Most if not all of our clients are concerned about making sure their sites are usable by as many people as possible. If you receive federal grant dollars, you are often required to make your site accessible. We work to make sure all sites we build are compliant with the US Department of Health and Human Services guidelines for website accessibility (Section 508).
Simple steps you can take to make your site accessible now are:
- Always provide a description of images in the "ALT" field. This is not a caption of the image, but rather should say what the image contains ("Two people shaking hands". "A nurse and patient in a consultation room", "A horse standing under an oak tree in an open meadow"). If the ALT field is not availble in a fixed image field, we can help make sure it is. All websites Triangle Park Creative has launched since 2014 have had the ALT field enabled for defined image fields, and we now make the ALT text field mandatory. It's easy for people who don't have a visual impairment to forget about this in the rush to post an item. By making this required, we increase the chances that images will be "readable" by those who can't see them. (An added bonus is that having accurate ALT text descriptions helps with search engine optimization). For ParkPass clients, we have been going through their sites and retroactively enabling the required ALT field.
- Avoid dropdown menus with many levels of depth. It is often difficult to decide what is important to have on your website. Sometimes website owners end up just posting everything they can. Drop down menus can be tricky for people with limited mousing skills. We try to discourage having drop-down menus with more than 3 levels. We are more than happy to work with you to help organize data on a site that has become unweidly with pages. Send us a message to ask for more help with this.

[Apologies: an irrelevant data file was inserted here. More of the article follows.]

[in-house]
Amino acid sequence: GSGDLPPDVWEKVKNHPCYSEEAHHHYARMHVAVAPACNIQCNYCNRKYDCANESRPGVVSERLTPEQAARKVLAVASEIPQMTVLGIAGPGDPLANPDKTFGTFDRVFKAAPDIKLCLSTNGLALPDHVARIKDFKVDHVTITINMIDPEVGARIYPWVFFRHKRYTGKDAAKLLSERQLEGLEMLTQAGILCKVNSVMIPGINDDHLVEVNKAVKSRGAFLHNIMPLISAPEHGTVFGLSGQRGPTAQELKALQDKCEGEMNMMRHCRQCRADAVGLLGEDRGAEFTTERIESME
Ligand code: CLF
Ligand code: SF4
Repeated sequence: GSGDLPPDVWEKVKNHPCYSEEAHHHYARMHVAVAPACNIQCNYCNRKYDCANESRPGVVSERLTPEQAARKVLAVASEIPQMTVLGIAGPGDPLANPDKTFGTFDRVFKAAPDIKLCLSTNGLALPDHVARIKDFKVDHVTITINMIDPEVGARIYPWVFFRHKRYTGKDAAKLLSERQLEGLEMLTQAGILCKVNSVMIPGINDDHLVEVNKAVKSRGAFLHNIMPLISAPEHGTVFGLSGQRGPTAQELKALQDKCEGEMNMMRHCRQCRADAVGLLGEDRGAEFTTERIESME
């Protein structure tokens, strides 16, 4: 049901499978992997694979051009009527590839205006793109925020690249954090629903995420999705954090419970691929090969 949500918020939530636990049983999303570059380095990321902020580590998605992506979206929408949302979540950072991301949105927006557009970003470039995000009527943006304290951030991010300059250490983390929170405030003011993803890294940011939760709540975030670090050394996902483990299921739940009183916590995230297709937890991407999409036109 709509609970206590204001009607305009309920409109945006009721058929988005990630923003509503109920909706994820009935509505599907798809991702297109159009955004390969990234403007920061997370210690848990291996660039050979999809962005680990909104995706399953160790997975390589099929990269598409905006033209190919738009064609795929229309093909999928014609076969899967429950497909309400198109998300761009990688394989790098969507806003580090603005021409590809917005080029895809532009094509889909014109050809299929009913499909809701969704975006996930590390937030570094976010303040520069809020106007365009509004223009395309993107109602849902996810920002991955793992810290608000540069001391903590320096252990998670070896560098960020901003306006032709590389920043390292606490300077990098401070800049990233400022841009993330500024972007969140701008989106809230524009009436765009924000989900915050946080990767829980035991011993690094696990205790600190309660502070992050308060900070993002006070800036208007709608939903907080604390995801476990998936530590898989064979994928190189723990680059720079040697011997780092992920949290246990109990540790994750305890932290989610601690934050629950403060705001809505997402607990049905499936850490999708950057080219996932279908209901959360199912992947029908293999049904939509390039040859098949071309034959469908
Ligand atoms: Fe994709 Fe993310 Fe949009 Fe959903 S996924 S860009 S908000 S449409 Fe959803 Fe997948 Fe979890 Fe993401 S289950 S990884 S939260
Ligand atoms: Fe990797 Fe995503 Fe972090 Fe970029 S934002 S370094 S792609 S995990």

- Make sure that your attached files (PDFs in particular) have readable text. If you have the option of pasting the text of a PDF directly in the body of a page, choose that over using an attachment. But if attaching a file is a requirement, it is best to generate the PDF directly from a PDF generating tools. You can generate text-based PDFs from any application on the Mac OS and most flavors of Linux, and, finally, Microsoft Windows 10. Older versions of Microsoft Windows have no built-in options for this, but there are free and low-cost options available. If you have a document that was scanned (and is thus, just an image of the original) you can use Adobe Acrobat to identify the text and create a searchable, readable version. This is not a perfect solution, but is an option when you don't have the original source document to create a text-based PDF. Other tools are available to help with this that don't cost as much as Acrobat, but are more limited in functionality. Contact us if you have questions about this.
When we design a website for clients, we keep 508 compliance in mind. Most all of our sites built are accessible, but example of a site that was required to be Section 508 compliant was midwestkidneynetwork.org.
If you want to check if your site is 508 compliant you can use the WAVE web accessibility evaluation tool to see exactly where your site may need improvements.